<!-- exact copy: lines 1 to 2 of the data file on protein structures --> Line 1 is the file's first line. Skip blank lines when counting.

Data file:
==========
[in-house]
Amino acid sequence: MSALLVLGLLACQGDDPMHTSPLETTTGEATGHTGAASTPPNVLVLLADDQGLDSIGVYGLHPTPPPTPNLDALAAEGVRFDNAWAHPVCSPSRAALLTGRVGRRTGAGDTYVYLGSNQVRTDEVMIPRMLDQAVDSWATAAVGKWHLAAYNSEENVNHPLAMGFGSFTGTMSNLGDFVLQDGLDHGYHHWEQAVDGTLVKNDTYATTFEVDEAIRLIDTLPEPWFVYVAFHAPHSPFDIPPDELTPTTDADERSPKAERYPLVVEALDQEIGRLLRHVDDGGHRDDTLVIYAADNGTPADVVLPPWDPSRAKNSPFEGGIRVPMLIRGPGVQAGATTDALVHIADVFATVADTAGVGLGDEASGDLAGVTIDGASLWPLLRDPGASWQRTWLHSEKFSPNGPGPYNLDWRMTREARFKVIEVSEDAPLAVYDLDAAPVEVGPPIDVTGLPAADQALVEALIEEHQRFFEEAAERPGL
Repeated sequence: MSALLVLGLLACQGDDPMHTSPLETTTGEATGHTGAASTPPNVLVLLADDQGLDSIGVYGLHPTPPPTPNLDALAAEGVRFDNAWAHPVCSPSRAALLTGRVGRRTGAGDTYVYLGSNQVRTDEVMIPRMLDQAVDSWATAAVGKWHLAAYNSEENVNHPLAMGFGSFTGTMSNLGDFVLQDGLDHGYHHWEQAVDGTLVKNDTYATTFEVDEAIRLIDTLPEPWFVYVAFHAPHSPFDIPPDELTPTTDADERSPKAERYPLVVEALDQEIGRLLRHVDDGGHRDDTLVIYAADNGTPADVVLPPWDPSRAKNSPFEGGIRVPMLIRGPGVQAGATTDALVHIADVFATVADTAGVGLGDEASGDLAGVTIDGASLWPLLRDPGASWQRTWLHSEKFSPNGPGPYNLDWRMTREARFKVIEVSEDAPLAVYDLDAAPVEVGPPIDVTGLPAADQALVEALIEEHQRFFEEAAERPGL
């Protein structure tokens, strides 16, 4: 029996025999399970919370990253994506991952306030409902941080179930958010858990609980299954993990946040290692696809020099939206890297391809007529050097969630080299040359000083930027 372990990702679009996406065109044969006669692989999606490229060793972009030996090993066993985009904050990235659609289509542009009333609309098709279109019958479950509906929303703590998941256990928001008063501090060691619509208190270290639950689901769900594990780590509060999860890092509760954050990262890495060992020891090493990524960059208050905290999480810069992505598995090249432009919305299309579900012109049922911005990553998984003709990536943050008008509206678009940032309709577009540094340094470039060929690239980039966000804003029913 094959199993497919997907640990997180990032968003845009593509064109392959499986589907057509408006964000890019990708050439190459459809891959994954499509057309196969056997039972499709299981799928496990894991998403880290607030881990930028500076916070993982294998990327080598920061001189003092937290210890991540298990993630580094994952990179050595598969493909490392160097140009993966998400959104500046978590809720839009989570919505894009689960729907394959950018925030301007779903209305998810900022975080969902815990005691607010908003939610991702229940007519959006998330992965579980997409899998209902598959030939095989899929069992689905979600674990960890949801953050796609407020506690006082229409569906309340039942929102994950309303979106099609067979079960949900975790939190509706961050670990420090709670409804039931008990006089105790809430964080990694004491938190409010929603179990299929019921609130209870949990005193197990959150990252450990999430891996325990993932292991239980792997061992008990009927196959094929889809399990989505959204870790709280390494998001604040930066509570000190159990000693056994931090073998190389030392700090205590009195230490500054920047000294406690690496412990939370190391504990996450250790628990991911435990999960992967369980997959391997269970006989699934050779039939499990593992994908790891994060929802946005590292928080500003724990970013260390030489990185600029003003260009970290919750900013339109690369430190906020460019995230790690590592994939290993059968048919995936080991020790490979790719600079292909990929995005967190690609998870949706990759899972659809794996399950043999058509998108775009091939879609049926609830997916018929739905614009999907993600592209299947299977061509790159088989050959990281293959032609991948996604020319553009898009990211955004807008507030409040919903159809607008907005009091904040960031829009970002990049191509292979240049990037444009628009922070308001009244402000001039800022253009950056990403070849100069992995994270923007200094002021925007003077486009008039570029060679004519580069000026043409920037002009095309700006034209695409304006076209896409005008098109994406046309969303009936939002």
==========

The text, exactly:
[in-house]
Amino acid sequence: MSALLVLGLLACQGDDPMHTSPLETTTGEATGHTGAASTPPNVLVLLADDQGLDSIGVYGLHPTPPPTPNLDALAAEGVRFDNAWAHPVCSPSRAALLTGRVGRRTGAGDTYVYLGSNQVRTDEVMIPRMLDQAVDSWATAAVGKWHLAAYNSEENVNHPLAMGFGSFTGTMSNLGDFVLQDGLDHGYHHWEQAVDGTLVKNDTYATTFEVDEAIRLIDTLPEPWFVYVAFHAPHSPFDIPPDELTPTTDADERSPKAERYPLVVEALDQEIGRLLRHVDDGGHRDDTLVIYAADNGTPADVVLPPWDPSRAKNSPFEGGIRVPMLIRGPGVQAGATTDALVHIADVFATVADTAGVGLGDEASGDLAGVTIDGASLWPLLRDPGASWQRTWLHSEKFSPNGPGPYNLDWRMTREARFKVIEVSEDAPLAVYDLDAAPVEVGPPIDVTGLPAADQALVEALIEEHQRFFEEAAERPGL